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Should I Go To Grad School After College?

Author: Matthew Smith

Despite the occasional dropout who goes on to fame and fortune – Gates, Jobs and Zuckerberg, to name three – for most of us, the relationship between more education and better career prospects is clear-cut.

According to U.S. Bureau of Labor Statistics data, each step up in education means higher salaries and more job security. High school graduates in 2013, for example, had median weekly earnings of $651 and an unemployment rate of 7.5%. Those with a master's degree had more than twice the median weekly earnings ($1,329) and less than half the unemployment rate (3.4%).

That can be a powerful argument for attending graduate school. But it doesn't necessarily mean going right after you're received your bachelor's degree. While a handful of fields require a graduate or professional degree as the price of admission, in many others, a bachelor's is just fine for an entry-level job.

If you believe that a graduate degree is in your future but aren't sure whether to get one right away or wait a few years, here are some things to consider.

Advantages of Going Sooner

You'll be in school mode. It could be easier to make the transition to grad school without taking a break. You'll be accustomed to studying and test-taking, as well as to living the low-rent life of a typical college student. A couple of years in a comfortable job, on the other hand, might dull your study habits and accustom you to the finer things.

It could be now or never. If you take a break from education, your life may change in unforeseen ways. You might get married, have kids, buy a home or take on other new responsibilities that will make attending and paying for graduate school more challenging.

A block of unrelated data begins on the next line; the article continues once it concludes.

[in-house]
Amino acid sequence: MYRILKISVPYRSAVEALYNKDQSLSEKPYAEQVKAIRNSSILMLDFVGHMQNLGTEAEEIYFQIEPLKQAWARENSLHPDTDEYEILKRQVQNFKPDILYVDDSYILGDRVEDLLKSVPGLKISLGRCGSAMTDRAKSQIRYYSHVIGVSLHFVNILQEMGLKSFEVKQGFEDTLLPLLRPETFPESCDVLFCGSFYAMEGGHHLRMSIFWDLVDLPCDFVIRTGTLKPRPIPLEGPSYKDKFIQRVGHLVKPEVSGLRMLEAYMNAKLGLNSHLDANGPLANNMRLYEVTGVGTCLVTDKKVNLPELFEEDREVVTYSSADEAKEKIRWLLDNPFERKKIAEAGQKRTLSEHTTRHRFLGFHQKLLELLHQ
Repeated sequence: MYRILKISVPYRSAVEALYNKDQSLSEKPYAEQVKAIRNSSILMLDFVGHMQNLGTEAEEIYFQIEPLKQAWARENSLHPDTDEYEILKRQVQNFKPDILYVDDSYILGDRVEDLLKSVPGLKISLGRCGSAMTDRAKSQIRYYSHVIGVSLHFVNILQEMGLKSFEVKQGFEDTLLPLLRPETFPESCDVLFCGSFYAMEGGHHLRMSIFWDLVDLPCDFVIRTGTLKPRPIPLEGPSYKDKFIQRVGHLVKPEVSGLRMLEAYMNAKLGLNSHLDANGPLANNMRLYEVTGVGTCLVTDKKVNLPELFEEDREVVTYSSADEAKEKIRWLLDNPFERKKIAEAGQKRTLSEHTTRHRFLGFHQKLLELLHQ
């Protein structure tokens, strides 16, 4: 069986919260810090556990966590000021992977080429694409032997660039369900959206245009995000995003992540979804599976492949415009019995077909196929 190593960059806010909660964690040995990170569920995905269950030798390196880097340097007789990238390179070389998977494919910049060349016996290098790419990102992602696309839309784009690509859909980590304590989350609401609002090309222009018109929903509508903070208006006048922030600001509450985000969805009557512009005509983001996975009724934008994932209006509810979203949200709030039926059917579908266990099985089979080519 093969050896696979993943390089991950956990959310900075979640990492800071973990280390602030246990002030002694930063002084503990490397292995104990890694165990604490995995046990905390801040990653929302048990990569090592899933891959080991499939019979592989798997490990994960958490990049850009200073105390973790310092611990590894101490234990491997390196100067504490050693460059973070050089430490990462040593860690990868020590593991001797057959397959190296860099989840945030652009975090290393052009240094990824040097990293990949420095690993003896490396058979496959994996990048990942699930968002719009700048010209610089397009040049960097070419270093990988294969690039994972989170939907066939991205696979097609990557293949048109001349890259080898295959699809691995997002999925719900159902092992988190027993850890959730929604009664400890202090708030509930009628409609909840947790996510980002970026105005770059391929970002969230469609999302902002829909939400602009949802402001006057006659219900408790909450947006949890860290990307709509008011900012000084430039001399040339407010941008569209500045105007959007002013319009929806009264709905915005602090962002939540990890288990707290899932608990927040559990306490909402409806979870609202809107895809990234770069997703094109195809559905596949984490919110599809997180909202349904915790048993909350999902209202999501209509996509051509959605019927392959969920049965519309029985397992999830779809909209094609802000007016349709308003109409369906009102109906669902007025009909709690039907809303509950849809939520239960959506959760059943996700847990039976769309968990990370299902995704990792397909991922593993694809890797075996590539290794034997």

You might be able to delay loan repayments. If you racked up a lot of federal student loan debt as an undergrad, one way to postpone repaying in some cases is continuing your education and obtaining a loan deferment. The federal Department of Education explains the rules on its website. The downside, of course, is that you'll probably take on more debt for grad school, and sooner or later you'll have to start paying it all back.

Advantages of Waiting

You might enjoy a break. After a rigorous undergraduate program, you probably deserve some time off from midterms, all-nighters and cold pizza.

You'll earn some money. Graduate school isn't cheap. Tuition and fees alone averaged about $7,700 to $37,000 a year in 2012-2013, the most recent figures available from the National Center for Education Statistics. A couple of years of work can help you pay for your next degree without taking on unnecessary debt.

You could change your mind. Once you've spent some time in the workplace, your interests and ambitions may evolve. Better to discover that before you've paid for a graduate degree in the wrong field. You might still end up in grad school, but studying something completely different.

You'll be more seasoned. With a little added maturity, you will bring more to graduate school and most likely get more out of it. Some work experience on your resume could also be a plus, both when you apply to grad school (see Applying To Grad School: GPA Vs. Work Experience) and when you finish your degree and go job hunting again.

Your boss might pick up the tab. Many companies will subsidize or completely pay for graduate work, especially if your training is in their interest. A 2013 survey of human res professionals by the Society for Human Re Management reported that 59% of the employers they represented provided such aid. What's more, according to current IRS rules, you can generally exclude up to $5,250 in employer-provided education assistance from your income if your employer's program qualifies. Above that amount, you'll owe some income tax, though it's still a better deal than paying for grad school all by yourself.

The Bottom Line

Whether you go immediately after school or wait a while before graduate school will depend on your finances, your field and your gut. Don't rush there if you don't feel ready.

On the other hand, if you are offered a juicy fellowship, it might be worth going straight on, especially if you're targeting a field that requires a Ph.D. For more, see When Is Grad School Worth it? and Attend Grad School For Free.

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